This work will be conducted in both the UK and Ghanaian case study landscapes. It will include literature review, the development of conceptual frameworks for the integration of the social dimensions of land use into ecological maps, and the piloting of new forms of inclusive social ecological mapping.

The core purpose of the project is to ‘get social issues on the map’ of nature recovery. Making social issues visible is critical to:

  • better understand the drivers of land use and nature recovery, and
  • enable the integration of social values and local participation into land use mapping, monitoring and priority-setting for land use policy and practice.


The ecological mapping of nature recovery to meet ecological goals and targets is advancing at a rapid pace, enabled by advances in remote sensing and other monitoring technologies and incentivized by the promise of payments for ecosystem service and other financial mechanisms. A strong focus of this work has been on assessing changes in tree cover to address deforestation in the tropics and efforts at reforestation and afforestation in the Northern hemisphere. More recently, advances in sensor technologies and Artificial Intelligence (AI) have enabled more nuanced analysis of vegetative change, ‘ecosystem health’, biodiversity and other biophysical variables.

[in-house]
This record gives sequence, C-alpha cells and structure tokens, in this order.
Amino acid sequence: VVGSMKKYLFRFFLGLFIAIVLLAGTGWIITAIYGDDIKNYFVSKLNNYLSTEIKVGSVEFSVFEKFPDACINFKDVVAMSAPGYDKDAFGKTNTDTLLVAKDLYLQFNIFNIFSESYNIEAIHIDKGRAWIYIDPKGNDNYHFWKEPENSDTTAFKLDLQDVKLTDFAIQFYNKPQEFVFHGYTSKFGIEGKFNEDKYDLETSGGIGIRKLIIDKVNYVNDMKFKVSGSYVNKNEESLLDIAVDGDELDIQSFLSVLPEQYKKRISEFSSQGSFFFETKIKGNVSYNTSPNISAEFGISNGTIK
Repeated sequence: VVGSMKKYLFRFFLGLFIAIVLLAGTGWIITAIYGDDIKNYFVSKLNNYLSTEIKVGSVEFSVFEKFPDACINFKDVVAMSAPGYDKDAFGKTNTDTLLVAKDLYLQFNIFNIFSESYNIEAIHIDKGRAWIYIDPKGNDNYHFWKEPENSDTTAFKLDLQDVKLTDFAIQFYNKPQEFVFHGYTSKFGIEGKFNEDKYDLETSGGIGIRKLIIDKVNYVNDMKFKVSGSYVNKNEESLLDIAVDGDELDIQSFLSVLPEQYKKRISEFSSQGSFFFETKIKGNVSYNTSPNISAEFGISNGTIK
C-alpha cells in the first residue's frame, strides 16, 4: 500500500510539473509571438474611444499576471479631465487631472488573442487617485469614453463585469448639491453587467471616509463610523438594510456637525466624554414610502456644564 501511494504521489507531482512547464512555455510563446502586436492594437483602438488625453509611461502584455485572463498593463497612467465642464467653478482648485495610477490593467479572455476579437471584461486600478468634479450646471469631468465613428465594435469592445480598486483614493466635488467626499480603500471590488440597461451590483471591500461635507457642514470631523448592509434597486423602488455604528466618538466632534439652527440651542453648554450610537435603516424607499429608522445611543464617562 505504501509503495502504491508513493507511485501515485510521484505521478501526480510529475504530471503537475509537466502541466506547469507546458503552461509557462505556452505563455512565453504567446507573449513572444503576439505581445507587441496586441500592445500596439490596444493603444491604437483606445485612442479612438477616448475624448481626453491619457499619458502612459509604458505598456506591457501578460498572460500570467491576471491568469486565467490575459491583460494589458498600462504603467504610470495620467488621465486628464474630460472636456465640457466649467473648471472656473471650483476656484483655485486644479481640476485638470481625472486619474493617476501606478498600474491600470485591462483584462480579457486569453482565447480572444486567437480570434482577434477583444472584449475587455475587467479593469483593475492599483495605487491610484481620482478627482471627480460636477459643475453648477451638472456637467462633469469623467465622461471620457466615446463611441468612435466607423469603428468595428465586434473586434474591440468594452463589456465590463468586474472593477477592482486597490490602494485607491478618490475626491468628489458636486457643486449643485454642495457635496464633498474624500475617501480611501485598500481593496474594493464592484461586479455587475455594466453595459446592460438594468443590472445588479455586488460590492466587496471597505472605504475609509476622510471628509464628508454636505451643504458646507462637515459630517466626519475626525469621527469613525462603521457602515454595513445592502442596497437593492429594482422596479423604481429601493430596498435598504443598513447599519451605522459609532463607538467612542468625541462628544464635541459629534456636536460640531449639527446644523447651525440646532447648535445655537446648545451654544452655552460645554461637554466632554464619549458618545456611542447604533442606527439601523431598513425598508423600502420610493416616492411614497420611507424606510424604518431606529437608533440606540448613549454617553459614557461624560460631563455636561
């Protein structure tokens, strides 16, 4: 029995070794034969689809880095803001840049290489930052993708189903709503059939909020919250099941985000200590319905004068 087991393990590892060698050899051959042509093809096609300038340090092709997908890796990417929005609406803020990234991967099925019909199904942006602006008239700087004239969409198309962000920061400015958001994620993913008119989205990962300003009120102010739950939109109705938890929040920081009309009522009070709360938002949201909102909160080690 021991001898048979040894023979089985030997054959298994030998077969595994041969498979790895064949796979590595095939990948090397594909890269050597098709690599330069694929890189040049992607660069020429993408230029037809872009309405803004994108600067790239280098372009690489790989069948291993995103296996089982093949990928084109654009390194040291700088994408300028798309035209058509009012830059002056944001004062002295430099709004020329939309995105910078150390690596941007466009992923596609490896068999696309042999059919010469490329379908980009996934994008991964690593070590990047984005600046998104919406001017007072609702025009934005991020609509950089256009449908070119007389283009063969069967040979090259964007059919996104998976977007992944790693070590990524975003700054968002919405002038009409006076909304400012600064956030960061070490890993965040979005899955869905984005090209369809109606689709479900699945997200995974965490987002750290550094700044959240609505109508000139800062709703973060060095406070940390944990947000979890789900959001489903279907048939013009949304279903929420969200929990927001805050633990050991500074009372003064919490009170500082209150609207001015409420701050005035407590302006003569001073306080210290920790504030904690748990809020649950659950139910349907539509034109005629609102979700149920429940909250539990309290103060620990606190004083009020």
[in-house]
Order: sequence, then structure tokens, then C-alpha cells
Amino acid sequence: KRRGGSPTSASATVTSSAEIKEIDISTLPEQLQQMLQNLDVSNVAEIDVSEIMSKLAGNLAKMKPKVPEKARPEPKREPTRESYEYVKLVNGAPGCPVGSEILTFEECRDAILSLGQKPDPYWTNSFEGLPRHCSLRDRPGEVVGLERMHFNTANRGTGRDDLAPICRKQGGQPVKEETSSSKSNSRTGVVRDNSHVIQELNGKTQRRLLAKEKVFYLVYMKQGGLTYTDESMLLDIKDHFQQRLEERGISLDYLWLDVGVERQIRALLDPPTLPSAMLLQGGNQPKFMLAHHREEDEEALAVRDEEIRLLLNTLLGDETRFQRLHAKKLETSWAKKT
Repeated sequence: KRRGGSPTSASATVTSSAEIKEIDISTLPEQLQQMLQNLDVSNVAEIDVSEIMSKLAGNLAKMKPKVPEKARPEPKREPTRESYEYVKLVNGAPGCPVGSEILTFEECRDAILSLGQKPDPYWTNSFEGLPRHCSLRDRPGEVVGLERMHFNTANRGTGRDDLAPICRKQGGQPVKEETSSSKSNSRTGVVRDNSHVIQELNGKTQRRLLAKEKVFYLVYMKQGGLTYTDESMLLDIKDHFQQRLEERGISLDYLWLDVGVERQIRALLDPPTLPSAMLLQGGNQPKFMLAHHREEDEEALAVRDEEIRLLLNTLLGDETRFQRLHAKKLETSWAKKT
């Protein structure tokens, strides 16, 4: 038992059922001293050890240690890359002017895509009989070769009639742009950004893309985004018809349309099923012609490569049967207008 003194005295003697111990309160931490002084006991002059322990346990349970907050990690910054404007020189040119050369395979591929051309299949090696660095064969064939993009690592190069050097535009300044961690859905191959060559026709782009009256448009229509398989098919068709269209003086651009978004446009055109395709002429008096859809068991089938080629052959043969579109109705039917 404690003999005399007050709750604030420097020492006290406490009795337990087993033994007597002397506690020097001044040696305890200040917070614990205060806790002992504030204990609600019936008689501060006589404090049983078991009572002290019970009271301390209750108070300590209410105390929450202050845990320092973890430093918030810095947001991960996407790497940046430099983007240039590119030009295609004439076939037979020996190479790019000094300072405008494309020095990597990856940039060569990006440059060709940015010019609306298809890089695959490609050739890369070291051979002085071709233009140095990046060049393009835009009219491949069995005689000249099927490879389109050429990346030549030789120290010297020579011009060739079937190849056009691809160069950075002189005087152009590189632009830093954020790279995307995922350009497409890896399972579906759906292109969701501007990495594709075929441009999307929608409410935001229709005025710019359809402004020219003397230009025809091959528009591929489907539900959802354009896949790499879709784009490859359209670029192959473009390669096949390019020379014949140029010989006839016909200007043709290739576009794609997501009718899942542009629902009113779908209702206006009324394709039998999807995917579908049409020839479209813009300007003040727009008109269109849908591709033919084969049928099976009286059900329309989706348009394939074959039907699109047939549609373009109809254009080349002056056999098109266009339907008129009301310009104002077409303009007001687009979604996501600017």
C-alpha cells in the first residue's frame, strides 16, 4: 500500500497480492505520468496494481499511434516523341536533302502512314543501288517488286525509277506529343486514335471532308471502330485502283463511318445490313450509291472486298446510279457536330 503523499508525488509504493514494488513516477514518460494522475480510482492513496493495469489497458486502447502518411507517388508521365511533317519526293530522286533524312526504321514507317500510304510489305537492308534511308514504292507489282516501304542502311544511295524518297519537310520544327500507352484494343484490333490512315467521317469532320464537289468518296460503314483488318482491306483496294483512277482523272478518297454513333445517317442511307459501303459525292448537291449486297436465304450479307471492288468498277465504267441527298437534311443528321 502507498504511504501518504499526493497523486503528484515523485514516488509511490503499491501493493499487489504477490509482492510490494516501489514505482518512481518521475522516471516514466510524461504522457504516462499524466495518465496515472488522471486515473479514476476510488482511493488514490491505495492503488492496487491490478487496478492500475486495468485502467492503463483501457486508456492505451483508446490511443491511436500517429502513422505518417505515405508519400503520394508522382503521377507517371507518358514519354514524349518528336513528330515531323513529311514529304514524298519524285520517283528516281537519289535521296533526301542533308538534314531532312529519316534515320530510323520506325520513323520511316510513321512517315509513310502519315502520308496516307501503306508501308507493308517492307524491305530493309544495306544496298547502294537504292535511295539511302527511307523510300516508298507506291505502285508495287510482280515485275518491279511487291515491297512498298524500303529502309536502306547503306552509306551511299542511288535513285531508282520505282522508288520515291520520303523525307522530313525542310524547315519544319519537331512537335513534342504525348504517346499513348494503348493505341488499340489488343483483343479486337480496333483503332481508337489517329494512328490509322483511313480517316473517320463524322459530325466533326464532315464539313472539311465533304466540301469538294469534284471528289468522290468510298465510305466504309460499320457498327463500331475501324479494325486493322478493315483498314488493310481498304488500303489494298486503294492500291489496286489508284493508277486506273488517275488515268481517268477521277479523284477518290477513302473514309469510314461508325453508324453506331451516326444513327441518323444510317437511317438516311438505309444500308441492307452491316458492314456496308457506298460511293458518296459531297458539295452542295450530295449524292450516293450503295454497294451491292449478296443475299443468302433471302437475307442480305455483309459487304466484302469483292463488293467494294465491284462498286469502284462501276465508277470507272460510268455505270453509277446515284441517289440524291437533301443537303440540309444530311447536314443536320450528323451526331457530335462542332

However this ecological data alone tells us little about the social dynamics that shape these land use patterns. Furthermore, the technologies and analyses used are often ‘expert-driven’ and inaccessible and/or inscrutable to the communities living within these mapped landscapes. This project will address these challenges by exploring the opportunities and risks of 1) integrating social and ecological data and 2) combining scientific and participatory approaches that recognize local and traditional knowledge.

Project outputs